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IF there is one certainty about this year's Vodacom Durban July, it is that the Andre Kirsten-trained Catmandu will not be the most impressive horse in the canter past to the start, but his supporters need not be concerned.
This Highveld horse was squeezed out in one of his first races as a youngster and as a consequence was off the tracks for a year.
Ever since that day he has had the habit of going to the start very scratchily, as if he is striding short.
However, it is a different story in the race itself, at least after the first 200m.
He has the habit of dropping the bit for the first 200m, but once the field has sorted itself out he picks up into a good gallop.
His ability to relax in the running means he can play his trump card late in the race as he possesses a fine turn of foot and a devastating finishing run.
"I was very happy with his draw of eight," said Kirsten.
"He doesn't want to be drawn too well because of his habit of dropping the bit in the first 200m. We want to try and have him midfield this year unlike last year when he was too far back."
Last year he turned for home way back and was 10,2lengths off the lead at the 400m mark. He recorded a 400m to finish time of 22,3seconds, identical to that of Pocket Power's, and finished 4,35lengths back in 12th.
"He flew up but you can't make up that much ground against top horses," said Kirsten. "If he turns for home closer this year then the rest of the field has problems."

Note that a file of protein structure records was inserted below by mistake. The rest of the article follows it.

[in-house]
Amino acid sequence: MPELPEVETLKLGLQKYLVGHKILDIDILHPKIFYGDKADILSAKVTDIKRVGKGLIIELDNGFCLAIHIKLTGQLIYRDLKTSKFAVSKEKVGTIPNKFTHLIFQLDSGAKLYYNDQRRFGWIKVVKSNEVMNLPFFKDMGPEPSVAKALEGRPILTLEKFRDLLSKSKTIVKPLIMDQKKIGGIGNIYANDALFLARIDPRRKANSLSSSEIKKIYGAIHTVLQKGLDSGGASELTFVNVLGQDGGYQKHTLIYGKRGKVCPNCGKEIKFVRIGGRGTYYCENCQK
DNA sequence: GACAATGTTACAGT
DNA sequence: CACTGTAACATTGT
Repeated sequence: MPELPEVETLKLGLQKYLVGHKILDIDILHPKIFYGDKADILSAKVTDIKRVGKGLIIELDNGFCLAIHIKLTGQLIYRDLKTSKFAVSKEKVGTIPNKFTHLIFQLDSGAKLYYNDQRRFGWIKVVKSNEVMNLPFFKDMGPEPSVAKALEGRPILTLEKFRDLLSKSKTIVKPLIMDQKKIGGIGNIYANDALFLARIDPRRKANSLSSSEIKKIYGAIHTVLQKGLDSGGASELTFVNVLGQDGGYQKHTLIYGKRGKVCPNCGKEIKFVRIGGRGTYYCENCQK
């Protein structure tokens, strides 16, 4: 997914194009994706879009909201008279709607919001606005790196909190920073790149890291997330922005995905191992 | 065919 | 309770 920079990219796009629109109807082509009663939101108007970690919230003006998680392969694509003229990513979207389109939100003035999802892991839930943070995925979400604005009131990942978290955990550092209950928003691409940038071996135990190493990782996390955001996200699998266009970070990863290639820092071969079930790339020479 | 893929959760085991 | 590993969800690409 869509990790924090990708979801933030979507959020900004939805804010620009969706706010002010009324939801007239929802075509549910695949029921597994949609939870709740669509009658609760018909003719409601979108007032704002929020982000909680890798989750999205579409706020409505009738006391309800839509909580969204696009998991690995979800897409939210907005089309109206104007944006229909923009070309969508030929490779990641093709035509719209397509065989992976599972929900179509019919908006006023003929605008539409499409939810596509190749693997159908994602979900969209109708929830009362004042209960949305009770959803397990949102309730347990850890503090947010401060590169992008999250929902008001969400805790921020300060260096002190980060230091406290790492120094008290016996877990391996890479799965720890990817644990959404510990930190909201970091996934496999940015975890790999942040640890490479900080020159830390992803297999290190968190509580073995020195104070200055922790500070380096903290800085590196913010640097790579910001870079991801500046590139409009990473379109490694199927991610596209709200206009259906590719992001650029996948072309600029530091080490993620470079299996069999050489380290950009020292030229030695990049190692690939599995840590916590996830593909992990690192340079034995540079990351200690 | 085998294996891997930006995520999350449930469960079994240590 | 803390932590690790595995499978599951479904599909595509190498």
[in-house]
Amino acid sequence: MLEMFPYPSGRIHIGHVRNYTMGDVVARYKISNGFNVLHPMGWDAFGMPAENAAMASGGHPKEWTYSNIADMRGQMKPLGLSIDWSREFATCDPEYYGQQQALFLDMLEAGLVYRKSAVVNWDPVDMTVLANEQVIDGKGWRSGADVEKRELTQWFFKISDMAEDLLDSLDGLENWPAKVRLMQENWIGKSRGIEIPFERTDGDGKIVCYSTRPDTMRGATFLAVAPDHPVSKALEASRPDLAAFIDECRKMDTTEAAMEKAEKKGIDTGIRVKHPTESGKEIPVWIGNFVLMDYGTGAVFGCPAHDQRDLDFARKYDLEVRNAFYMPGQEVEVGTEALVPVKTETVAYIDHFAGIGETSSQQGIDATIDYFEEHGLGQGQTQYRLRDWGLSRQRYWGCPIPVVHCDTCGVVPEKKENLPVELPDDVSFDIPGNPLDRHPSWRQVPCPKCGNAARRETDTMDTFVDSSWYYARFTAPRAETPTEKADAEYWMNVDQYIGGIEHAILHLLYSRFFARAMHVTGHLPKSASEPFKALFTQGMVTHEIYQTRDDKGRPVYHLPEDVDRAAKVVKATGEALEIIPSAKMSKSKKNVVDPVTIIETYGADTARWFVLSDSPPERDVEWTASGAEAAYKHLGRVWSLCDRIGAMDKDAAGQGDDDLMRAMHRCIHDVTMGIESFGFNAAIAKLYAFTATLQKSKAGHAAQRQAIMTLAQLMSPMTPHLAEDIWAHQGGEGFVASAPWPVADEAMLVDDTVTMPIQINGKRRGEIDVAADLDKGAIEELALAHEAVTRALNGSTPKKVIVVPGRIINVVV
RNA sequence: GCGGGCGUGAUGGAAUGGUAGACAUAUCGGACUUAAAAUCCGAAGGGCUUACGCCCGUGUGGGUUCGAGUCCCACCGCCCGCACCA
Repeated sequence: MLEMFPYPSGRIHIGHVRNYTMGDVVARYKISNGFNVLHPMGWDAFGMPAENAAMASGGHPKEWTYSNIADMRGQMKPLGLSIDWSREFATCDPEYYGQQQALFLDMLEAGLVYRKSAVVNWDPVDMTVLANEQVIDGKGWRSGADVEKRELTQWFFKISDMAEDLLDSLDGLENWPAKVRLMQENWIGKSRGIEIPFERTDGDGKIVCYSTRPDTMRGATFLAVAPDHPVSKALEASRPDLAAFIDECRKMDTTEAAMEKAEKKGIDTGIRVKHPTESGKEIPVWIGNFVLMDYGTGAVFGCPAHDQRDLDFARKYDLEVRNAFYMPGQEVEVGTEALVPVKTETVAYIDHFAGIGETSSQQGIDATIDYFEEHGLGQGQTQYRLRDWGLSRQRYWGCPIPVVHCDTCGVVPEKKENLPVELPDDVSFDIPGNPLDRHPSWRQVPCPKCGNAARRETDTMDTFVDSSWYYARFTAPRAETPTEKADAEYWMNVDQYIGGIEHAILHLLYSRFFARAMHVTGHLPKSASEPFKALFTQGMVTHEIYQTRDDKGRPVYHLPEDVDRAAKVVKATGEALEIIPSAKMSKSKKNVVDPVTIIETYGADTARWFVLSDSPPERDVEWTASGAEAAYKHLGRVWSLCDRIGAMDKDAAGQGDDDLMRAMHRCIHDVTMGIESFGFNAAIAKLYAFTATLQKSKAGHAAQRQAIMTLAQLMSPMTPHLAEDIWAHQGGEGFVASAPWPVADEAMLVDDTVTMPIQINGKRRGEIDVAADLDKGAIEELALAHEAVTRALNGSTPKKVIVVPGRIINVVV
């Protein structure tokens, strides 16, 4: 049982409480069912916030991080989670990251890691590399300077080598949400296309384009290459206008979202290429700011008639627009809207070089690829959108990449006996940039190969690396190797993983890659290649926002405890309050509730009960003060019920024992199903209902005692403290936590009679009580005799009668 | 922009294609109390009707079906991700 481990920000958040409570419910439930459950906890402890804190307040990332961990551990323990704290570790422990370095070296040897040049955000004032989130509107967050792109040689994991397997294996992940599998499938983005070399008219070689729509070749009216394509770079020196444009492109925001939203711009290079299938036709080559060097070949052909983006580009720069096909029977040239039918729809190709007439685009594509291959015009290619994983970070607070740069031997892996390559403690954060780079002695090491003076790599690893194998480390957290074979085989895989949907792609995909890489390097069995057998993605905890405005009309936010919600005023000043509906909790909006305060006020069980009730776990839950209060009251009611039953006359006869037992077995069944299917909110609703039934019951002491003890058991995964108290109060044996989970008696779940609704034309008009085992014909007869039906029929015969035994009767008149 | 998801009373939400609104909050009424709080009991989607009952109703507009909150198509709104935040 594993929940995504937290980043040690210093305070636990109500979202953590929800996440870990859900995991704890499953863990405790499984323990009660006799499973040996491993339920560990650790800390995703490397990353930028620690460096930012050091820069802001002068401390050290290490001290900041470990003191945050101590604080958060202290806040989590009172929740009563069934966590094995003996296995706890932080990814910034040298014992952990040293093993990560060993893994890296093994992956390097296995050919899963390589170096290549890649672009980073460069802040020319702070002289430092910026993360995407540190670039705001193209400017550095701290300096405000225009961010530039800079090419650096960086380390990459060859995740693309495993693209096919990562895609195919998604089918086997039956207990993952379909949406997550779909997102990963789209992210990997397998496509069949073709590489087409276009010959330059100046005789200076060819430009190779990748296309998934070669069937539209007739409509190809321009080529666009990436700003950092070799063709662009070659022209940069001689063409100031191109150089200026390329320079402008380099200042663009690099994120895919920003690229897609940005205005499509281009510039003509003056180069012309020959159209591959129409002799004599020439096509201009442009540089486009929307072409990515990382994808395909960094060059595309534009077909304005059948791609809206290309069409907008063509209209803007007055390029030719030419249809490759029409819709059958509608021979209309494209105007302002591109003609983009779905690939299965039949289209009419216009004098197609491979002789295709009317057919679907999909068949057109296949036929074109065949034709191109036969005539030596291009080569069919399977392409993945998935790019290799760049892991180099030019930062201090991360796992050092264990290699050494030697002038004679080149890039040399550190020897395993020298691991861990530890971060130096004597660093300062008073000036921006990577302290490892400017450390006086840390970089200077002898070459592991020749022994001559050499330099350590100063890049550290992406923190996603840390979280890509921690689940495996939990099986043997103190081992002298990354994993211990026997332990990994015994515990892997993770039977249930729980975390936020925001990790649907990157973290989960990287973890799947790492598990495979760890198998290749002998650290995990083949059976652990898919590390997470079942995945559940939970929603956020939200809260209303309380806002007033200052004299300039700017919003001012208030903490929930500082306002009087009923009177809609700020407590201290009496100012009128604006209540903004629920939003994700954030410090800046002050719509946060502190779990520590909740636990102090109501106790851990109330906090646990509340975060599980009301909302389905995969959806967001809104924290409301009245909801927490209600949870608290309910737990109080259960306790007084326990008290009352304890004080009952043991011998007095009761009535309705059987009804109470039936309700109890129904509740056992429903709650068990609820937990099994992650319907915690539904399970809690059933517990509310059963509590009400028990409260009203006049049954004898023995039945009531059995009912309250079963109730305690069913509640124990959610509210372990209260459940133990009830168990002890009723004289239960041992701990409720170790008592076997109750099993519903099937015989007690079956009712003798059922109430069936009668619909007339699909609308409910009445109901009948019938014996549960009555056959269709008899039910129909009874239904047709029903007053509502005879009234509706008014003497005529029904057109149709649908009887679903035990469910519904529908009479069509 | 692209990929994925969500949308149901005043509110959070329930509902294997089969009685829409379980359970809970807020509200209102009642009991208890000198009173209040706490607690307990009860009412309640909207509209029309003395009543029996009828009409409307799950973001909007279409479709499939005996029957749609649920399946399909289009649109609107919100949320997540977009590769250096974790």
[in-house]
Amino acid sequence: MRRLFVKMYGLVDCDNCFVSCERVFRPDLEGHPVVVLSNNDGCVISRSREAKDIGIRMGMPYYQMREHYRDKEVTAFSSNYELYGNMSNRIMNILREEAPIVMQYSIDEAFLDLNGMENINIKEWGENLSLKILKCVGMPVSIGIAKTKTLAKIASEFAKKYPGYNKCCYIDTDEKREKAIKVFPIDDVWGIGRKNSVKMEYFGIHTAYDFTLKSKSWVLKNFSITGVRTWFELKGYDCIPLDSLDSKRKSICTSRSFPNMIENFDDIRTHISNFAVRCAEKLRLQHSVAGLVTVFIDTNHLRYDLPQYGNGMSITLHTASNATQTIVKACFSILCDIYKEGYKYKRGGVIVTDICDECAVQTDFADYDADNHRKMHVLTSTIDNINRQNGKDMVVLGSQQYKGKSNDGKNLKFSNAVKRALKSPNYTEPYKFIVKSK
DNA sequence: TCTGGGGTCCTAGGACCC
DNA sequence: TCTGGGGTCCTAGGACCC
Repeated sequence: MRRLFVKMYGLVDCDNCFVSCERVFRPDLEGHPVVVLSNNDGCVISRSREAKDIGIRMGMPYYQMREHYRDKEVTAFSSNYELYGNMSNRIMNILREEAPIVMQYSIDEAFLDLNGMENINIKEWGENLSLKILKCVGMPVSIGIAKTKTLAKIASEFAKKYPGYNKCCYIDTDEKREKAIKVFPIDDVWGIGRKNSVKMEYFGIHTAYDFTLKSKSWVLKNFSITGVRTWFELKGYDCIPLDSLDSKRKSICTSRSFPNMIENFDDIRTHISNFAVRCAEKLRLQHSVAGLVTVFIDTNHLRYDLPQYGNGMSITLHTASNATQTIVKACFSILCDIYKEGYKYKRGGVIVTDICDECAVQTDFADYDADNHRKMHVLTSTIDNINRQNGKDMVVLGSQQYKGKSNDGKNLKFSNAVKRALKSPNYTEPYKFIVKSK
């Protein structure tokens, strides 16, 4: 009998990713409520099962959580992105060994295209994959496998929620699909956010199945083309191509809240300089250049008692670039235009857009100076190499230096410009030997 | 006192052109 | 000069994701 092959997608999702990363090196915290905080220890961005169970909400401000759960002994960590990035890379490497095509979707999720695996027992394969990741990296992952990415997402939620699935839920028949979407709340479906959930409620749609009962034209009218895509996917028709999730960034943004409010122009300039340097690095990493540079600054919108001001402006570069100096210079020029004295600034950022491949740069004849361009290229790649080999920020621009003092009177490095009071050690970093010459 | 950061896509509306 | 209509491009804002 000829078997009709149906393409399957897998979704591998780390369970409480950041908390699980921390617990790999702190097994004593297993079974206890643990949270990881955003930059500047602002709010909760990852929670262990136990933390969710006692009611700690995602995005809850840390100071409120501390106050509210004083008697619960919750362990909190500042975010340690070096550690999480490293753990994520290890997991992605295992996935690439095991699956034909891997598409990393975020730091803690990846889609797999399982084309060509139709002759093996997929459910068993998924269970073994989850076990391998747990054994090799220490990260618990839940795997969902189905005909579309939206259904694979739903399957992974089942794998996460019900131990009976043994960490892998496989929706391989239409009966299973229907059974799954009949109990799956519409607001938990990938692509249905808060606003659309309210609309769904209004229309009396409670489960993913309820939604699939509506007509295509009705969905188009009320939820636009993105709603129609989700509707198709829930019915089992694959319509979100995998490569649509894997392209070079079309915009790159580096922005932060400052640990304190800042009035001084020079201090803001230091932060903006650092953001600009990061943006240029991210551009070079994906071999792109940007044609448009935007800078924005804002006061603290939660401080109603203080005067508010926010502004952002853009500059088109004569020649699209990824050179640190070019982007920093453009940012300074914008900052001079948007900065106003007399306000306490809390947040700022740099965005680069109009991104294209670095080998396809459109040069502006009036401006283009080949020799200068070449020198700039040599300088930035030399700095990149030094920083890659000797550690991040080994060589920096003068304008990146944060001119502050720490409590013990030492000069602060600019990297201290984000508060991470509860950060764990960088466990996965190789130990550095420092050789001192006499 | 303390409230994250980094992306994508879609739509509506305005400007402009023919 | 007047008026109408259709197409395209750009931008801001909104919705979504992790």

In last year's Astrapak 1900, Catmandu turned for home 5,4lengths back and failed by a short head to catch River Jetez, to whom he was giving 4,5kg.
He receives 0,5kg from River Jetez in the July on Saturday, which gives him a shout on paper, although River Jetez, who is the current second favourite, has improved this season.
Catmandu has a merit rating of 102 and carries 51kg, which means that he is officially 2,5kg under sufferance in the big race, while River Jetez is one of only six horses that is in the handicap proper.
Catmandu did his July gallop on the sand last Thursday with E-Fuel.
"His gallop was alright," said Kirsten. "He's not a sand horse and E-Fuel is probably one of the top five sand horses in the country."
His big race jockey, Kevin Derere has been riding Catmandu for the last three months, so will know him well despite having never ridden him in a race.
Kirsten described Catmandu as a calm horse who is easy to work with.
"He is currently going down to the training tracks in the third or fourth string as it's quite cold up here now," he said. "If somebody saw him in the mornings they would never think he is a top horse as he doesn't have a good action. He is a calm sort but gets on to his toes when he enters the parade ring."
Catmandu will be departing for Durban from his Vaal training base today and will be staying at Clairwood.
"I should be able to give him a light canter at Clairwood on Friday," said Kirsten.